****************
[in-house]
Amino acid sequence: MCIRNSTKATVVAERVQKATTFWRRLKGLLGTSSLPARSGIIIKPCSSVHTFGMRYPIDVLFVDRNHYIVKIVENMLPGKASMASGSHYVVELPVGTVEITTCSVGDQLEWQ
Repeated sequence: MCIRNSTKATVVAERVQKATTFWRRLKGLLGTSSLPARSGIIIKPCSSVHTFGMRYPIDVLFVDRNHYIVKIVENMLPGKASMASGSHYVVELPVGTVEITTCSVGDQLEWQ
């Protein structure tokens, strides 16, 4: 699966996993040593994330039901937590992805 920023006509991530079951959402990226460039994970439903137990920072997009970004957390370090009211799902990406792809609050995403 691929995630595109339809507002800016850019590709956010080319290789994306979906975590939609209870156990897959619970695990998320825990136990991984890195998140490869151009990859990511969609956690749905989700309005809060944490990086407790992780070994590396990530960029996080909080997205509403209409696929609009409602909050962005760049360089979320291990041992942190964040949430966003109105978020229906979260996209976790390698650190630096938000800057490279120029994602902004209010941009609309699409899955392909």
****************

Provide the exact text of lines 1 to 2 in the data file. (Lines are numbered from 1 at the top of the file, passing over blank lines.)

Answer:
[in-house]
Amino acid sequence: MCIRNSTKATVVAERVQKATTFWRRLKGLLGTSSLPARSGIIIKPCSSVHTFGMRYPIDVLFVDRNHYIVKIVENMLPGKASMASGSHYVVELPVGTVEITTCSVGDQLEWQ